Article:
My thesis, “Music-making and Well-being: Identity, place and cultural policy”, was supervised by Professor Sara Cohen and Dr Hae-kyung Um. Drawing on extensive ethnographic research (2010-2013) in a small Irish city (Cork), the thesis considers how the local music-making community is sustained through values of solidarity, interdependence and mutual support, producing a system of reciprocity that can be productively defined as a ‘mixed economy of favours’. It also highlights the importance of collaborative partnerships within the local music scene, which constitute a ‘mixed economy of music-making’, in upholding the autotelic and social values of music-making (music-for-music’s-sake, music-for-the-community, and music-for-the-city). It argues that future policies must move beyond neoliberal emphases on popular music-as-product, positing instead a revaluation of popular music-as-process and its significance to the individual and collective well-being of present and future citizens.
I lecture in Social Policy in the School of Applied Social Studies, University College Cork, where I am the Course Director of the Masters in Youth Work with Communtiy Arts and Sports Studies. I am involved in a number of research and community-centred initiatives that focus on youth participation and youth cultures, music-making and the arts.
My PhD research was part of the research project Popular Music Heritage, Cultural Memory and Cultural Identity (POPID), a large scale international collaborative research project funded by HERA (Humanities in the European Research Area) and the AHRC (Arts and Humanities Research Council). I was also the recipient of the Gerry Farrell Travelling Scholarship awarded by SEMPRE (Society for Education, Music and Psychology Research).
I graduated with First Class Honours in Popular Music Studies from Leeds College of Music (2009). My final year thesis 'Hindustani Classical Music and British Asians' studied the relationship between young British Asians and the art of Hindustani Classical music with a focus on cultural identity, migration and memory. I obtained a distinction for my Master's degree in Ethnomusicology from Cardiff University where I studied with Dr John Morgan O'Connell. My Master's thesis entitled 'Music of the Sikh Diaspora: Devotional Sounds, Musical Memory and Cultural Identity', focused on the devotional music of the Sikh diaspora and incorporated a comparative ethnographic study of a Sikh temple in Leicester, UK, and a Sikh temple in Hong Kong.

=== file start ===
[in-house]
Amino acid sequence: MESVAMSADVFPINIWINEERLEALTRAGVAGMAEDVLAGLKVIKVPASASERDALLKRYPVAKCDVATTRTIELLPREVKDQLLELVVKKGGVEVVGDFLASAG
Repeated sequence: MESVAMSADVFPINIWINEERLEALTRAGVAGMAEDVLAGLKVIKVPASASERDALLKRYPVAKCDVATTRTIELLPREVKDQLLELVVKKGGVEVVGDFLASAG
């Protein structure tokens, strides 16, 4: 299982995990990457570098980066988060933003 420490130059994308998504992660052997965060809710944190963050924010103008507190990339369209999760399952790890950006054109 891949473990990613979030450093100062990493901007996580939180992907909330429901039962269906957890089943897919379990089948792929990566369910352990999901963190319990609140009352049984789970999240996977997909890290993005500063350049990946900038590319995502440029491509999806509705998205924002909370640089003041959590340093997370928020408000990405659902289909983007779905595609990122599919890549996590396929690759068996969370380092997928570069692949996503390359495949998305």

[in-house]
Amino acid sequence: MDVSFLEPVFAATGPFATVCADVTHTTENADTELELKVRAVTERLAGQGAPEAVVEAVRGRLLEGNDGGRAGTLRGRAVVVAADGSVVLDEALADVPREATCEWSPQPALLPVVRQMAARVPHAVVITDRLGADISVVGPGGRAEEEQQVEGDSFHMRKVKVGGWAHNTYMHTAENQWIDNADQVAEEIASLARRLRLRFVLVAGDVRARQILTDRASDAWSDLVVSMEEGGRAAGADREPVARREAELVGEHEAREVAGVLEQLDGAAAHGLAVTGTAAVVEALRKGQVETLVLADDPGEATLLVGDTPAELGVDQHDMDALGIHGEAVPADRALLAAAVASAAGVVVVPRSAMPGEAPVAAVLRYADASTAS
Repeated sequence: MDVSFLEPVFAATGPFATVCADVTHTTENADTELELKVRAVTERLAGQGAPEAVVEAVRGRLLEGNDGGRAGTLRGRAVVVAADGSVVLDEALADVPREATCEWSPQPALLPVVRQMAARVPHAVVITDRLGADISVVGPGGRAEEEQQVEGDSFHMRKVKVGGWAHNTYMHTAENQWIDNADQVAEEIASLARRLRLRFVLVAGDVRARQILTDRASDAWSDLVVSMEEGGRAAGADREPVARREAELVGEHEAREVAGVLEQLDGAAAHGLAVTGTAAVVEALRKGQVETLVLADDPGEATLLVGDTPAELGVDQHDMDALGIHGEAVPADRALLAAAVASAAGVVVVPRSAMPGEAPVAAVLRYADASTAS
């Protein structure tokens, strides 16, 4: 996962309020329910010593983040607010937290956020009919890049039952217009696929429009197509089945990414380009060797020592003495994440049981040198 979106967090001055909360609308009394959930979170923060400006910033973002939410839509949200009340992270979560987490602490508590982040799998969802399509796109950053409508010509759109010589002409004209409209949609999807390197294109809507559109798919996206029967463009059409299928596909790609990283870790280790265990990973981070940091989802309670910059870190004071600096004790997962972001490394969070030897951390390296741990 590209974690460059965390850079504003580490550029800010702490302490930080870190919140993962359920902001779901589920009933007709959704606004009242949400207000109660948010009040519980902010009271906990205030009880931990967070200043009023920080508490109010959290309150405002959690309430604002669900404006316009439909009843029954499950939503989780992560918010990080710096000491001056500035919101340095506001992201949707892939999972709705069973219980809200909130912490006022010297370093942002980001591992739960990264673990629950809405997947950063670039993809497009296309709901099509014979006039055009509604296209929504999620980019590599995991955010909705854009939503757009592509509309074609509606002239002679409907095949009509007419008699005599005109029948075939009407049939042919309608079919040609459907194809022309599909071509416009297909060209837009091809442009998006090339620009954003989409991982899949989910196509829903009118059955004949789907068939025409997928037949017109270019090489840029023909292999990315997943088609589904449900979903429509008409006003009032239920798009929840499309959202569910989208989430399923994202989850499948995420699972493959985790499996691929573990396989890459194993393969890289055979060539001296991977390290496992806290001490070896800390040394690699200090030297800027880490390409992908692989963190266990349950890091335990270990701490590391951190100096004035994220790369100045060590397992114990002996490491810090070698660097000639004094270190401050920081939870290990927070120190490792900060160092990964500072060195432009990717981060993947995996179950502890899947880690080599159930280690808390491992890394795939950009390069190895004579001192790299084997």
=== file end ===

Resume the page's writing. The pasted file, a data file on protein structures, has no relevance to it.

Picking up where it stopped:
My doctoral research investigated the use of popular music in prison, as a method of discipline and rehabilitation, while simultaneously exploring the impact of internet cultures on popular music audio-visual practice.
Using a case study from the ever-expanding YouTube database, my work combined audio-visual analysis, critical musicology, popular culture and postcolonial studies.
I was the recipient of the Institute of Popular Music 21st Anniversary PhD Scholarship and, as part of my study, I was granted a Visiting Research Associate position at the Institute of Philippine Culture, Ateneo de Manila University in 2012.
In 2013 I was Visiting Lecturer in New Media and Musicology at Iceland Academy of Arts, Reykjavik, designing and teaching a new research-led undergraduate and postgraduate module in popular music, new media and YouTube culture. My research on music and torture has been published with the University of Göttingen-based research group ‘Music, Conflict and the State.’
I have presented at new media, musicology and digital cultures conferences across Europe and Asia and since 2011 has served on the executive committee of the International Association for the Study of Popular Music (IASPM UK & Ireland).
I am a professional recording engineer with over ten years of experience working in the music industry. I am currently a senior lecturer at Leeds Beckett University where I mainly teache acoustics, psychoacoustics and studio production on the Music Technology, Music Production and Audio Engineering programmes.
My doctoral research investigated creativity and collaboration inside the recording studio and my on-going research interests include popular music and audio education, informal music learning practices, creativity and cultural production in popular music. I am an associate member of the Institute of Acoustics and a Fellow of the Higher Education Academy.